As I was watching the coverage of the opening ceremonies this afternoon, one moment that stood out in my mind was the introduction of Carlos Delgado and the subsequent crowd reaction. It seemed as though the fans in attendance weren't sure whether they wanted to cheer Delgado or boo him, so there was this awkward semi-silence. Three hours, one home run, and one extremely costly error later, they still weren't sure. As I mentioned in the game thread, I was unable to see a significant portion of today's game (I had to leave for class after the top of the second inning and returned just in time for the meltdown that was the eighth), so there may be some important moment that I'm missing - feel free to tell me about it. For those in need of a reminder of how things fell apart this afternoon, some "highlights":
Thumb: I think this honor has to go to Oliver Perez today. It wasn't his best outing (he walked three, only struck out two, and needed 94 pitches to get through 5 2/3 innings), but he faced a formidable lineup and did not give up a run, something that unfortunately cannot be said for some of the pitchers who followed him this afternoon. The Mets organization as a whole also deserves a thumbs-up for the tribute to William A. Shea.
Pointer Finger: I was all set to lambast Willie Randolph for not using Pedro Feliciano at all since last Wednesday despite the presence of game situations that cried out for bringing Otro Pedro in, but then I read that Feliciano had been dealing with family issues and a flight delay prevented him from getting to the ballpark in time to be of use today. I do my fair share of second-guessing managerial moves that I disagree with, but this is one situation where it's really not fair to blame Willie.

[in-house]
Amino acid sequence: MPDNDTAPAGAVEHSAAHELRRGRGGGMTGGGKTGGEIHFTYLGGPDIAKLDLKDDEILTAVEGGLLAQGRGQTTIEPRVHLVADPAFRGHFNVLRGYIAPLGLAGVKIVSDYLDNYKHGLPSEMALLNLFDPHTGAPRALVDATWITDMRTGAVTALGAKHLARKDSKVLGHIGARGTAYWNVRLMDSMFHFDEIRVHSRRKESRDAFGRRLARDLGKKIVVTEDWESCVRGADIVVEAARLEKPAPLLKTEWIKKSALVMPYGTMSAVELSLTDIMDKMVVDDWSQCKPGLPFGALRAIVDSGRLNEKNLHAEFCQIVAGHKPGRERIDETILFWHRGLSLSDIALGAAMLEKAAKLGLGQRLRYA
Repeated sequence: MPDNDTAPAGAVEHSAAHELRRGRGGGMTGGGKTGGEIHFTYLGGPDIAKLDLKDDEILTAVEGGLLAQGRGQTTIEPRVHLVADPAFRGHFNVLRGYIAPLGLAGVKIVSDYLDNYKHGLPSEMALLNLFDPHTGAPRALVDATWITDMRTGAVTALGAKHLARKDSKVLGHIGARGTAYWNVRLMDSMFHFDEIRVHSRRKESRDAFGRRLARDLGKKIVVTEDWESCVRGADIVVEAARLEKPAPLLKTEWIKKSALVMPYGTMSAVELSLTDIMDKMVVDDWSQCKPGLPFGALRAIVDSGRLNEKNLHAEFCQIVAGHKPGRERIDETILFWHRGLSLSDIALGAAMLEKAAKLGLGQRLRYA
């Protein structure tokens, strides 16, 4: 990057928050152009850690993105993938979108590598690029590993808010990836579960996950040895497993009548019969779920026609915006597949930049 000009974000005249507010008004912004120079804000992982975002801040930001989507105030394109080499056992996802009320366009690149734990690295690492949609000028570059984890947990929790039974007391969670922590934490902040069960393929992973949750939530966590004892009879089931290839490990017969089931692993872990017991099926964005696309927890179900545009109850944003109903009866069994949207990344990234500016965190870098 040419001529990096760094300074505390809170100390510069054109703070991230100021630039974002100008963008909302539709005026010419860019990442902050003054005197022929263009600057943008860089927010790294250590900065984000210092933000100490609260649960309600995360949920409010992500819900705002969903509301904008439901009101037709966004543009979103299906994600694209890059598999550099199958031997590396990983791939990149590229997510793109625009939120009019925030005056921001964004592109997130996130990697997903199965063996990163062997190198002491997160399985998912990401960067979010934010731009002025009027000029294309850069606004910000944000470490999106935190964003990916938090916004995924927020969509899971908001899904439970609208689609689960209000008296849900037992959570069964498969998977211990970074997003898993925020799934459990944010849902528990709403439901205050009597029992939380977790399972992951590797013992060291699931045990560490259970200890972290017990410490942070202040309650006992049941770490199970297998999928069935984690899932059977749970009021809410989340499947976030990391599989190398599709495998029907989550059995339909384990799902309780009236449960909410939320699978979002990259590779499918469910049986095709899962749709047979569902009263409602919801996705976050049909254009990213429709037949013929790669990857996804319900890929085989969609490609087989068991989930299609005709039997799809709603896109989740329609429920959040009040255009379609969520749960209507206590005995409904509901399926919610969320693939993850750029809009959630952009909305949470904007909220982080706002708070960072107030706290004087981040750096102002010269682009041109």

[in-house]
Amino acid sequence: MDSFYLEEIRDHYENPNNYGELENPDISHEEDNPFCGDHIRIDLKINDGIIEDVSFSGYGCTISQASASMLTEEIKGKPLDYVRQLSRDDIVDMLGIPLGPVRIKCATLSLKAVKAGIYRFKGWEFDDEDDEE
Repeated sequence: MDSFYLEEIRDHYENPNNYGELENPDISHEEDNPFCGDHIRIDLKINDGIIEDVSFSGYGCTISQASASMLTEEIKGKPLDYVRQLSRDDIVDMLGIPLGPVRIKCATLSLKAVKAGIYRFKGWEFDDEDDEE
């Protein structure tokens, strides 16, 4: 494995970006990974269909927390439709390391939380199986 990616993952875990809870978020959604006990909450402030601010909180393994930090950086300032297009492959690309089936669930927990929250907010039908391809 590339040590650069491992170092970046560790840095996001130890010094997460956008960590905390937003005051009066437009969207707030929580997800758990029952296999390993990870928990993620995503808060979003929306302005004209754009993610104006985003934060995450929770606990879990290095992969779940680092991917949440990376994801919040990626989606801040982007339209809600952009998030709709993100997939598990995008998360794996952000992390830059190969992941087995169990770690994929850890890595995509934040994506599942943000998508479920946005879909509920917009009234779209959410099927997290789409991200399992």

Middle Finger: However, it is absolutely fair to blame Scott Schoeneweis for loading up the bases with the tying and go-ahead runs, Delgado for canceling out his good day at the plate with an atrocious defensive miscue, and Aaron Heilman for letting the Phillies score a pair of insurance runs.
Ring Finger: Yes, every game counts, but getting off to a poor start over the first handful of games doesn't mean that a team has no chance of making the playoffs. Three of the four NL playoff teams last year had losing records in April. Look over at the AL, where the Tigers have yet to win a game and the Orioles have the best record in baseball. There's still a lot of season left to play, people (96.3% of the season, to be exact).
Pinky Finger: In case you haven't been following the highly amusing eighth inning singalong saga, this should get you up to speed (this may also be helpful).